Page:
Min/maxing isn’t bad, until it is. What enables a fully optimized build or flowchart is perfect knowledge of physical numbers. Real-world optimization is constant struggle against the vagaries of quantum mechanics, the incomplete nature of general physics, and the raw depth of pixelation in the system. In a game? high-level objects are often described in fullness by a concise notepad document and can be further compressed into raw mechanics and shorthand notation. Solving game optimization is easy- but only so long as you can see the numbers at work and have a certainty in their mechanism of function.
Hide the numbers, lampshade them with lore that approximates the game statistics, energy imparted at [x] distance under testing conditions, energy ranges, newtonian values (already done with propulsion systems).
Similarly, take away the clean data and percentages in the healthbars and charge groups, give flat color-coded indicators:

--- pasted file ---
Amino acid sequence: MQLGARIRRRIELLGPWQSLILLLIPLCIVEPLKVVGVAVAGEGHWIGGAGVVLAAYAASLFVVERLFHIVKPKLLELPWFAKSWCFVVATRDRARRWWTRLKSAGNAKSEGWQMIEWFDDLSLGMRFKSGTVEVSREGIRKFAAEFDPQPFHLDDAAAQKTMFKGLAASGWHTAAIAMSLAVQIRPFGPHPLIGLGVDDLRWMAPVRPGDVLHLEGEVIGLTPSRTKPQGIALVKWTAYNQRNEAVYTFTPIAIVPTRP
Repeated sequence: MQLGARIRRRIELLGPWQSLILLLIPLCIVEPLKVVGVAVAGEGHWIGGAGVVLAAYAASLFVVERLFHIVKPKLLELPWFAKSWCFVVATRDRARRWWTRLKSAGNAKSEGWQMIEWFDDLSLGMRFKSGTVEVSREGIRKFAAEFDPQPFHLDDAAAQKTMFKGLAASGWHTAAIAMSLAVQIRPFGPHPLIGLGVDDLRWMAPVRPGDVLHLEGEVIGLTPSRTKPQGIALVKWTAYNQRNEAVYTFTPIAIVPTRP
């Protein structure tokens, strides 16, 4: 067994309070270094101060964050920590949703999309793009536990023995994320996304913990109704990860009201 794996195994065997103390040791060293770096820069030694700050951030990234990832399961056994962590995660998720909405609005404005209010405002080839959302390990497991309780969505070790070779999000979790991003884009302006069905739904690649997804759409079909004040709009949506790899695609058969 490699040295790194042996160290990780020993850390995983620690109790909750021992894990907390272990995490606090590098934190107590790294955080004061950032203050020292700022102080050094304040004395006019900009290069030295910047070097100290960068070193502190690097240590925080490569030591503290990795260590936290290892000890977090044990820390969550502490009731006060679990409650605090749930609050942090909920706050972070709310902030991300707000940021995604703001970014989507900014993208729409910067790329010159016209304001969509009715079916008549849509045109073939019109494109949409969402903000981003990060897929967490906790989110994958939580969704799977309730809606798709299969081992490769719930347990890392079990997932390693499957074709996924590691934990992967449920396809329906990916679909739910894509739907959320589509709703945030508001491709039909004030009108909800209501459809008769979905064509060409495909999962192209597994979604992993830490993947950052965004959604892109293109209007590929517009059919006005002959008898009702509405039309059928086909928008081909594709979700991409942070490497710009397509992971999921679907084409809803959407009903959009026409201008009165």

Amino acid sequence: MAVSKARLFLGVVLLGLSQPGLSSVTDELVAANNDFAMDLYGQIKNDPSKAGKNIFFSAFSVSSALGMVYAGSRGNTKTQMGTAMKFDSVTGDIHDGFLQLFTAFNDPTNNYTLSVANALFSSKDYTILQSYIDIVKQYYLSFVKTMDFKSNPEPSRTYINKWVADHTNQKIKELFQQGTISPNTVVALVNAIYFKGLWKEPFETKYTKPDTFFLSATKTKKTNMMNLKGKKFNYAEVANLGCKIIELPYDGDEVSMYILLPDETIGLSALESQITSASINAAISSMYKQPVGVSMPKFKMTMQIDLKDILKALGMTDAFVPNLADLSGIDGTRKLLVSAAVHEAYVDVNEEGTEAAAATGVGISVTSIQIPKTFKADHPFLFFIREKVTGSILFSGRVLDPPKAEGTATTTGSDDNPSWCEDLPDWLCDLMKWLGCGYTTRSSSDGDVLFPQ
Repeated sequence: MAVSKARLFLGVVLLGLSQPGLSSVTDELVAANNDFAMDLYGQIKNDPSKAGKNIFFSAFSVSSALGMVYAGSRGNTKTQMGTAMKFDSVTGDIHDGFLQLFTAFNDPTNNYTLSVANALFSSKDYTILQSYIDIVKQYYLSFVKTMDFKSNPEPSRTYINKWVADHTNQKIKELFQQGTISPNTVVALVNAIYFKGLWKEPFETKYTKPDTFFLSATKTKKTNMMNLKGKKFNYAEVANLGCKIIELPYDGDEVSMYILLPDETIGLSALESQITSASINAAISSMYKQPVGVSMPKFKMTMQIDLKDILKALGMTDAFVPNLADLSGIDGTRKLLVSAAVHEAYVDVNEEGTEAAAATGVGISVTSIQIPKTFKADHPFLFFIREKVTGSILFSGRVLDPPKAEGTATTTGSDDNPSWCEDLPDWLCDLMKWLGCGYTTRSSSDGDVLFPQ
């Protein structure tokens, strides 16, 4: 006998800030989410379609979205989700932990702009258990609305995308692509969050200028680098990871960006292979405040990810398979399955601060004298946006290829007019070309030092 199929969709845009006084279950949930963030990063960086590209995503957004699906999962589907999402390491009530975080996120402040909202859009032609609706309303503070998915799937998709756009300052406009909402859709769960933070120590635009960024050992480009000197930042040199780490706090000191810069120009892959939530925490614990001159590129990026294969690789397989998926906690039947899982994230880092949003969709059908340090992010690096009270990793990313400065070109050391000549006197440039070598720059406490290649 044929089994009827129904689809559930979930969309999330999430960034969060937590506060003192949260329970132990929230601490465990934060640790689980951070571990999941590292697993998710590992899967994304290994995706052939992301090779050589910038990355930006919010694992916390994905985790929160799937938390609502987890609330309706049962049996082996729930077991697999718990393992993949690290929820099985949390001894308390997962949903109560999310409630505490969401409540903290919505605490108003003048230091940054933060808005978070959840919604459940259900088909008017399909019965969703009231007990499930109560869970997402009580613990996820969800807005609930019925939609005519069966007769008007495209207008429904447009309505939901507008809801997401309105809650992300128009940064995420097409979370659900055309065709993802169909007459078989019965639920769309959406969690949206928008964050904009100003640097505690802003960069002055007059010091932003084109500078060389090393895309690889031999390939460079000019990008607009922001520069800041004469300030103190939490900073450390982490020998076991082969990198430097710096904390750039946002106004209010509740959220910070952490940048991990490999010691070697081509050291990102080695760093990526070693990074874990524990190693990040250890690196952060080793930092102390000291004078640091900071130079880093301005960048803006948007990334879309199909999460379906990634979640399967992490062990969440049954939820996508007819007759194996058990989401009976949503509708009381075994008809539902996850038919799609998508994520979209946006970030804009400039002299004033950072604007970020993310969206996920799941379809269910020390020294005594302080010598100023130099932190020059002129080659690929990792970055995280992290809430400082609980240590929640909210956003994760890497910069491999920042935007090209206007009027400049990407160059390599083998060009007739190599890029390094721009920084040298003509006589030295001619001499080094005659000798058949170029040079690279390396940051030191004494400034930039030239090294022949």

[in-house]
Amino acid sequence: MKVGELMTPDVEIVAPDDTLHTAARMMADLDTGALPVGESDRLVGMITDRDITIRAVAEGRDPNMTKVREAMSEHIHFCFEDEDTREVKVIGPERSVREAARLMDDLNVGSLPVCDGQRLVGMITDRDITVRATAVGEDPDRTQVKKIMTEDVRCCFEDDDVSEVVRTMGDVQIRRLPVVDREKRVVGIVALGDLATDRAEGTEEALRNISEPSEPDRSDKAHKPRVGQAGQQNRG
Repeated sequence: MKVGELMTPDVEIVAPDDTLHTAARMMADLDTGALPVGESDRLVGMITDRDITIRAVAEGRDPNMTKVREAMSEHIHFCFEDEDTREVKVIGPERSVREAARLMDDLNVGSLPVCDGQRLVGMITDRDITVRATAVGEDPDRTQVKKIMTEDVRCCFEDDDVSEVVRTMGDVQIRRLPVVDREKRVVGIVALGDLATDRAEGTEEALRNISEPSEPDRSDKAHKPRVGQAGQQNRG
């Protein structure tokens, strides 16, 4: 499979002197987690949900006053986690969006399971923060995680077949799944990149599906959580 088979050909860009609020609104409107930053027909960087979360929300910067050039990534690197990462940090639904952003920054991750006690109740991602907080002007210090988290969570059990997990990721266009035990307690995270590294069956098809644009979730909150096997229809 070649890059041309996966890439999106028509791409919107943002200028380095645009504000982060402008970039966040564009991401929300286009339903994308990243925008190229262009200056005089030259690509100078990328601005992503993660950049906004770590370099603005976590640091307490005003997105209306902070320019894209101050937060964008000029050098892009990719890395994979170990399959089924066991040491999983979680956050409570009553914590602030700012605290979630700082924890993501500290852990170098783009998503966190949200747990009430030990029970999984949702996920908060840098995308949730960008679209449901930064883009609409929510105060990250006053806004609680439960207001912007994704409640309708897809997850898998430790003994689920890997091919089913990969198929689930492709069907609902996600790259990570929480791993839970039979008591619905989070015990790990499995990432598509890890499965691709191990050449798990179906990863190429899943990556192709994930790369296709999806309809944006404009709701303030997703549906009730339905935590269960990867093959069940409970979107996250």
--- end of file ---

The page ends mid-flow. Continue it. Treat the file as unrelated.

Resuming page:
- Orange (Overheating) - Flashing Indicator, Intermittent Buzzer
- Blue (95%+)
- Green (80%~95%) - Intermittent Warning Blips
- Yellow (60%~80%) - Repeating Warning
- Red (20%~60%) - Steady Alarm, Klaxon and Lights
- Black (0~20%) - Silence
Another thought to add to this dynamic is letting damage over a certain amount, determined however, from hull class ratings to a model-specific value, deal overheat damage to modules. Hitting this threshold on shields puts overheat ticks on low-slots; armor thresholds tick over low and mid slots; hull threshold puts overheat ticks on everything.